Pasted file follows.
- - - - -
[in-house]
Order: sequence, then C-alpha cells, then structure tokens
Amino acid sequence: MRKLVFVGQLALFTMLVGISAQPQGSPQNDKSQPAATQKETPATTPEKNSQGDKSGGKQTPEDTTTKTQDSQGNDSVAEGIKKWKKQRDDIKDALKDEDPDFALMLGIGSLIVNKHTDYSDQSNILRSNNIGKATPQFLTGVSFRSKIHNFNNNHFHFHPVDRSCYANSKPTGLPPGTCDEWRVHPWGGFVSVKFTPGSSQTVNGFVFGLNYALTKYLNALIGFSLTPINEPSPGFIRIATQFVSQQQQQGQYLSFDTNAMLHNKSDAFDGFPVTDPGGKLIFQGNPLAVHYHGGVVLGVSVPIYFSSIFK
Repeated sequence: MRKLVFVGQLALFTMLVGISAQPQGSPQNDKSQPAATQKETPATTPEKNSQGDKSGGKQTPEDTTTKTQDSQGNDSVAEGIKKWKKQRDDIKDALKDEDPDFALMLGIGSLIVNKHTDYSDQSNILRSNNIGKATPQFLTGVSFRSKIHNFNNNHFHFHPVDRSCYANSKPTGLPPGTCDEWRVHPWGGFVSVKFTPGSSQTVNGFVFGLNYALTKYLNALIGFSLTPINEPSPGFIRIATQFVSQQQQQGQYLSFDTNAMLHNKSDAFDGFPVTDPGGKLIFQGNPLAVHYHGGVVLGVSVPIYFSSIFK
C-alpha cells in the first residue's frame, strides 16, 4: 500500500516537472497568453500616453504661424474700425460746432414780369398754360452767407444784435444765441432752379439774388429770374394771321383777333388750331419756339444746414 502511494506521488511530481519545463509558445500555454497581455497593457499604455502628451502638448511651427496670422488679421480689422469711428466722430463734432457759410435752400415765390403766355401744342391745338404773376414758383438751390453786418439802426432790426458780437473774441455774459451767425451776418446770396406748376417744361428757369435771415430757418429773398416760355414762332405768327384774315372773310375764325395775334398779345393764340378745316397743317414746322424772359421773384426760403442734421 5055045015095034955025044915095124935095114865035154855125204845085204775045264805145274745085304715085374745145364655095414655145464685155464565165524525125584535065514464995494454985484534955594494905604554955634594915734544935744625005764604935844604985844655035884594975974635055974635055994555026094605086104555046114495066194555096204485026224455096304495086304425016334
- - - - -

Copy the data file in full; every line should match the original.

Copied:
[in-house]
Order: sequence, then C-alpha cells, then structure tokens
Amino acid sequence: MRKLVFVGQLALFTMLVGISAQPQGSPQNDKSQPAATQKETPATTPEKNSQGDKSGGKQTPEDTTTKTQDSQGNDSVAEGIKKWKKQRDDIKDALKDEDPDFALMLGIGSLIVNKHTDYSDQSNILRSNNIGKATPQFLTGVSFRSKIHNFNNNHFHFHPVDRSCYANSKPTGLPPGTCDEWRVHPWGGFVSVKFTPGSSQTVNGFVFGLNYALTKYLNALIGFSLTPINEPSPGFIRIATQFVSQQQQQGQYLSFDTNAMLHNKSDAFDGFPVTDPGGKLIFQGNPLAVHYHGGVVLGVSVPIYFSSIFK
Repeated sequence: MRKLVFVGQLALFTMLVGISAQPQGSPQNDKSQPAATQKETPATTPEKNSQGDKSGGKQTPEDTTTKTQDSQGNDSVAEGIKKWKKQRDDIKDALKDEDPDFALMLGIGSLIVNKHTDYSDQSNILRSNNIGKATPQFLTGVSFRSKIHNFNNNHFHFHPVDRSCYANSKPTGLPPGTCDEWRVHPWGGFVSVKFTPGSSQTVNGFVFGLNYALTKYLNALIGFSLTPINEPSPGFIRIATQFVSQQQQQGQYLSFDTNAMLHNKSDAFDGFPVTDPGGKLIFQGNPLAVHYHGGVVLGVSVPIYFSSIFK
C-alpha cells in the first residue's frame, strides 16, 4: 500500500516537472497568453500616453504661424474700425460746432414780369398754360452767407444784435444765441432752379439774388429770374394771321383777333388750331419756339444746414 502511494506521488511530481519545463509558445500555454497581455497593457499604455502628451502638448511651427496670422488679421480689422469711428466722430463734432457759410435752400415765390403766355401744342391745338404773376414758383438751390453786418439802426432790426458780437473774441455774459451767425451776418446770396406748376417744361428757369435771415430757418429773398416760355414762332405768327384774315372773310375764325395775334398779345393764340378745316397743317414746322424772359421773384426760403442734421 5055045015095034955025044915095124935095114865035154855125204845085204775045264805145274745085304715085374745145364655095414655145464685155464565165524525125584535065514464995494454985484534955594494905604554955634594915734544935744625005764604935844604985844655035884594975974635055974635055994555026094605086104555046114495066194555096204485026224455096304495086304425016334